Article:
South Korea

Falling birth rates in South Korea: Career comes first for many and prejudices don't help

Premium centres such as Repirium Postpartum Care Centre in Seoul, which offer hotel-style rooms, pampering spa services and babycare by former nurses, have grown in popularity as more mothers are willing to splurge on post-childbirth care since they
Premium centres such as Repirium Postpartum Care Centre in Seoul, which offer hotel-style rooms, pampering spa services and babycare by former nurses, have grown in popularity as more mothers are willing to splurge on post-childbirth care since they tend to stop at one child. ST PHOTO: CHANG MAY CHOON
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Ms Lee Sung-hee imagines herself getting married in her mid-30s and becoming a Dink - an acronym for "double income, no kids".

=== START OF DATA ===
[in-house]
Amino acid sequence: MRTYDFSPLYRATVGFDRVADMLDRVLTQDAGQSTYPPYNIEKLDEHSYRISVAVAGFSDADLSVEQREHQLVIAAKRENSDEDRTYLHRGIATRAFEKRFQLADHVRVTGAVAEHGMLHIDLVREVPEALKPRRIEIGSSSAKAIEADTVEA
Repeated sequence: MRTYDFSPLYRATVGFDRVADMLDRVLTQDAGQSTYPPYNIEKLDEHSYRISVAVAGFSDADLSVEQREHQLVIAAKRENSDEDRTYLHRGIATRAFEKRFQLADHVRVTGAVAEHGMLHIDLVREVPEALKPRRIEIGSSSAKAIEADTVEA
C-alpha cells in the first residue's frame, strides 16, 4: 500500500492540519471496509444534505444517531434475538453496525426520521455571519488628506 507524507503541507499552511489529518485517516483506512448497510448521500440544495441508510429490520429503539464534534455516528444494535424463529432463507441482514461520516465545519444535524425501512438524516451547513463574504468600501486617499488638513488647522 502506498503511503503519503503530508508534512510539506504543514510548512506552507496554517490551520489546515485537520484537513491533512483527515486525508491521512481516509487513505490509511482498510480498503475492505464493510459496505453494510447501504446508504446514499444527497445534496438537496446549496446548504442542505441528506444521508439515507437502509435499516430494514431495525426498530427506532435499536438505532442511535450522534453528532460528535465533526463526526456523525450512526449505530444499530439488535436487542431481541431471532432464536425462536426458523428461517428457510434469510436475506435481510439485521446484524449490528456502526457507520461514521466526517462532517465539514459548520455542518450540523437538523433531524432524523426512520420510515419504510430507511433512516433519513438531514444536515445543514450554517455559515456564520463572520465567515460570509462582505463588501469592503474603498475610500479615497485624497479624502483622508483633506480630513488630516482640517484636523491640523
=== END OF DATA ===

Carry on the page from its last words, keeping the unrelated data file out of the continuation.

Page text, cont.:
"I will never have a kid. I don't want to sacrifice for the child. I think my own life is more important," said the 24-year-old job seeker. "I also told my boyfriend that I will not have a baby, so he should get pregnant himself if he wants one."

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A version of this article appeared in the print edition of The Sunday Times on June 09, 2019, with the headline Falling birth rates in South Korea: Career comes first for many and prejudices don't help. Subscribe